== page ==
Sunday, November 17, 2019

Book Reviews - Just Like A Circus and Stuff

So, these reviews are much more than what the title indicates, but y'all, when there's a chance to use a Britney lyric, you always have to take it.

Emotional First Aid: Practical Strategies for Treating Failure, Rejection, Guilt and Other Psychological Injuries by Guy Winch was an interesting reflective piece. The book focuses on giving techniques for addressing common emotional concerns. To do that, the author first names that these emotions are going to happen and normalizes that experience. With that, he believes we should build techniques to address these similar to those we have for basic first aid needs. The book is divided into seven chapters/emotions - rejection, loneliness, loss and trauma, guilt, rumination, failure, and low self-esteem. Each section is then a deep dive into what this emotion is and how it shows up. He then offers exercises to self-assess and address the concern. These are simple and easy to execute which is ideal for someone experiencing one of these emotions. I read this book not going through any of this stuff at present (but will undoubtedly down the road), and I could definitely see this as a resource I would consult when I needed some help navigating. I really appreciated the perspective and reflective opportunities offered up in this one.

Read this book if - You want something to help you through "stuff" and/or want to build your emotional coping toolkit.

All the Little Lights by Jamie McGuire was just like WHOA - in a good way. I knew nothing about this book prior to reading other than a friend reached out to tell me I had to check it out and that it had a wild ending. So, I dove right in! What's great about this is that you don't know what genre you're reading, and that's what makes the deception so good! When you begin reading it has YA romance vibes, and those vibes do continue throughout, but really you've got one heckuva twisted thriller on your hands. The story focuses on Elliot and Catherine who find a connection as kids, but then Elliot has to leave town. He returns years later, and they have lots of unresolved aspects of their relationship. In addition to navigating what they are, Elliot is the star of the football team while Catherine is busy helping her mom with a bed and breakfast - and it needs a lot of help, in addition to having quite an array of guests. This book is about Elliot and Catherine, but more than that, there are secrets bubbling below the surface. You know something isn't right, and you wonder how this connects to the main characters. That's what makes this such a pageturner y'all! Again, this was one of those twists you just don't see coming on so many levels. If you need an unexpected thriller in your life, this is absolutely going to be your jam.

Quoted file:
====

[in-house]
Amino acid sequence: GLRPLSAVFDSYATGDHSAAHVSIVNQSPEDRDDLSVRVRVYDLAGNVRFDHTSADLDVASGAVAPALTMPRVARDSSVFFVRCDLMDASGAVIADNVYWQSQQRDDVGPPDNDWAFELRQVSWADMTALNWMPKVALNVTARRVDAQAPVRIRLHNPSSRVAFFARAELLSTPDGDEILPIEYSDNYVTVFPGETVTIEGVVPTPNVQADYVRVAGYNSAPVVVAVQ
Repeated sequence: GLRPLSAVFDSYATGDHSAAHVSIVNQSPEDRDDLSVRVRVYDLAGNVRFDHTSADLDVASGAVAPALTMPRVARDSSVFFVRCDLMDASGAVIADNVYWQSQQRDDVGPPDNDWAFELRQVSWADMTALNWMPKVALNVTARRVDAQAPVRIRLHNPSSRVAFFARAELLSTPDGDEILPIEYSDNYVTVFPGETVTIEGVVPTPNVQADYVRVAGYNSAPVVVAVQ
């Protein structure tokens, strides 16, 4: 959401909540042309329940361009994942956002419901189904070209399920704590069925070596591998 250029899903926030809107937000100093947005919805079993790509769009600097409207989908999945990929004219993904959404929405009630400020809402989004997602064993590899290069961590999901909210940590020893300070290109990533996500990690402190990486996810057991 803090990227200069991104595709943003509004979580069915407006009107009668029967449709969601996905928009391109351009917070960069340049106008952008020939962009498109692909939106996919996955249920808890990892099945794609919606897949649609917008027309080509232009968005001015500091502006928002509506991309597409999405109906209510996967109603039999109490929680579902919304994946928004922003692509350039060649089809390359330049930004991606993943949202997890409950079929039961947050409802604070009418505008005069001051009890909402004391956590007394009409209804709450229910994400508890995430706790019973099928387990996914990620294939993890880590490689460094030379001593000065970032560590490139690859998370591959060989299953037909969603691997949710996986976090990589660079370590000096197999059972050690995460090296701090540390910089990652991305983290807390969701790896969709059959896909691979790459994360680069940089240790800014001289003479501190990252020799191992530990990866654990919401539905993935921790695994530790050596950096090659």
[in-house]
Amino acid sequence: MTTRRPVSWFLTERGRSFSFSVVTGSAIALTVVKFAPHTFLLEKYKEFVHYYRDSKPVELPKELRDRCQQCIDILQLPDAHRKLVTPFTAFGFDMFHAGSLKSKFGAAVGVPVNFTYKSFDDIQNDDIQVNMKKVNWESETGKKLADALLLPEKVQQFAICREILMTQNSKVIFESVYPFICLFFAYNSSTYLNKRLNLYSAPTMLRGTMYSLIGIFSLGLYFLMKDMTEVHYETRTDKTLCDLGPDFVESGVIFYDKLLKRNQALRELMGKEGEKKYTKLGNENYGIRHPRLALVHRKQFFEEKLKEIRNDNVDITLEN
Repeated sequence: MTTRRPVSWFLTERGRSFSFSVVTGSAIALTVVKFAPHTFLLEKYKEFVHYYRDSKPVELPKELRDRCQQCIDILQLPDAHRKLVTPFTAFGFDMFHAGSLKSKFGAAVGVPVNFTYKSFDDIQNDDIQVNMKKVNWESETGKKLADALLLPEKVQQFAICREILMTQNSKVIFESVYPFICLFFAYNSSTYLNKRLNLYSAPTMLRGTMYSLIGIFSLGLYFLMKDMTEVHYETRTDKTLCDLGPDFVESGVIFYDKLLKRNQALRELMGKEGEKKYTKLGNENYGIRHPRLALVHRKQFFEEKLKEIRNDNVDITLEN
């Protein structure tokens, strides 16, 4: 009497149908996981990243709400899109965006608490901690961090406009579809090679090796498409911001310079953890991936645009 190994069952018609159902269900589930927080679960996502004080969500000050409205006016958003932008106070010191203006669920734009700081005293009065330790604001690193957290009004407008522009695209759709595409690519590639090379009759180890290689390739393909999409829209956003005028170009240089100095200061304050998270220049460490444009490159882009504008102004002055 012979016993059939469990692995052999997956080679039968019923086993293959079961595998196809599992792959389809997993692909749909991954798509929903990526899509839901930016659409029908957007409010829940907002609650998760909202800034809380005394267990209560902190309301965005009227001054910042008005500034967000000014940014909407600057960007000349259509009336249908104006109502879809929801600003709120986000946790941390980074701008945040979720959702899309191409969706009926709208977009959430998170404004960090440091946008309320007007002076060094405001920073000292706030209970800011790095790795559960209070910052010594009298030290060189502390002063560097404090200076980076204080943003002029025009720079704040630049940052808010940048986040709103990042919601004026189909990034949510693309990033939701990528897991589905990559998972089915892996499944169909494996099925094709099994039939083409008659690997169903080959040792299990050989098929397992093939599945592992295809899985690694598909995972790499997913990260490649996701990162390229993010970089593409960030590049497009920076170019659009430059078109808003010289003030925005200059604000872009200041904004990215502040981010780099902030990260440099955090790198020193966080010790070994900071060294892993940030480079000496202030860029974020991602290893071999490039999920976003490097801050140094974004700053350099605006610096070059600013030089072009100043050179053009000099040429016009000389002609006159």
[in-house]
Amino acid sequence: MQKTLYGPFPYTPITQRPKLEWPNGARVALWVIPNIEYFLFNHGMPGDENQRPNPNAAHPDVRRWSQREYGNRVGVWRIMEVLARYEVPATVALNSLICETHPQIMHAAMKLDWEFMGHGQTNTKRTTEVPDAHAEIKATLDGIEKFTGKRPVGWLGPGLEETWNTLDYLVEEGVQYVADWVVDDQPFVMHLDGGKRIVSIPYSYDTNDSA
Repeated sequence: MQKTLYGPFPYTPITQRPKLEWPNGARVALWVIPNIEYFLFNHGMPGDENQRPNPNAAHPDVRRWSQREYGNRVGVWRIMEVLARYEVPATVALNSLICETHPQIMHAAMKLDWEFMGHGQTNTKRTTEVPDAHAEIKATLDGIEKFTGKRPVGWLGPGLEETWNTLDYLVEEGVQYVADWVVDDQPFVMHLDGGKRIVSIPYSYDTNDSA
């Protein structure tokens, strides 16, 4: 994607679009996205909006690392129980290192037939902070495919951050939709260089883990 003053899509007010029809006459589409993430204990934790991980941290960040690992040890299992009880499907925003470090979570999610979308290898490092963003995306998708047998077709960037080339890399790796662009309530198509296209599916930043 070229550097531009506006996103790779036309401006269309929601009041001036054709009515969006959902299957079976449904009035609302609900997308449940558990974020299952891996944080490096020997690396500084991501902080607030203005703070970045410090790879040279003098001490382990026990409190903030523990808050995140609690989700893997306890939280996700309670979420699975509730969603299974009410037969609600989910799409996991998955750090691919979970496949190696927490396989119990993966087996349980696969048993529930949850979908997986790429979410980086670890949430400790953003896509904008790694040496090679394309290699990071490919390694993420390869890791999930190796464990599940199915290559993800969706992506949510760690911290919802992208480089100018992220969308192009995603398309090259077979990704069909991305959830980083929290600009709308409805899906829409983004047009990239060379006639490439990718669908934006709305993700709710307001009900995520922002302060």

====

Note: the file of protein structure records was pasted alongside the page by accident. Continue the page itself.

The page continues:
Read this book if - You want a book with the kind of twists that will make your jaw literally drop. You want a book overflowing with all the thrills and secrets.

Everyone Brave is Forgiven by Chris Cleave was a heavy read. I have to offer that up first because that influences how I felt about it. The book takes place during World War II in London. The story centers on Mary who wants to help with the war efforts. She's a little shocked that role is being a teacher, but she goes into the role at full force. With this, she connects with Tom, another administrator. Then, there's Tom's best friend Alastair who enlists in the war. Mary, Tom and Alastair find their way into a love triangle, and the story goes from there. What I liked about this was that it covered dimensions of the war that aren't often focused on. Much of Mary's teaching is for students who are disregarded due to their identities and not given the same type of safety or quality of care. This is something that isn't often named, and I appreciated this new dimension. In general, the emotions covered and angles were just different. That said, this was also a sad book. I won't spoil what went down, but this is one that weighed on me as I read. That's bound to happen given the topic, but worth noting this one has a mood about it.

Read this book if - You want historical fiction that will get up in your feels. You want a story built around a familiar happening with new dimensions.

Circus Mirandus by Cassie Beasley is a book that's been on my to read list forever. I was excited when I showed up on NetGalley, so that I could finally check it out. The circus is something that always mesmerizes me, and I was thrilled to check out this take on it. Micah's dying grandpa tells him about an amazing circus he attended as a kid. Now he wants Micah to have this experience to reconnect with the Man Who Bends Light. Micah sets out on a quest not knowing how he's ever going to find the circus and perhaps a cure for his grandpa with this man. The story is wonderfully told, and it tapped right into my imagination as I visualized the circus in my head! This is a story built on believing in magic and how that is something that can leave us and/or stay with us. I really liked how it was a quest grounded in commentary of how we choose to see the world.

Read this book if - You want a book that's full of magic. You want something that makes you think about believing.

Until next time!

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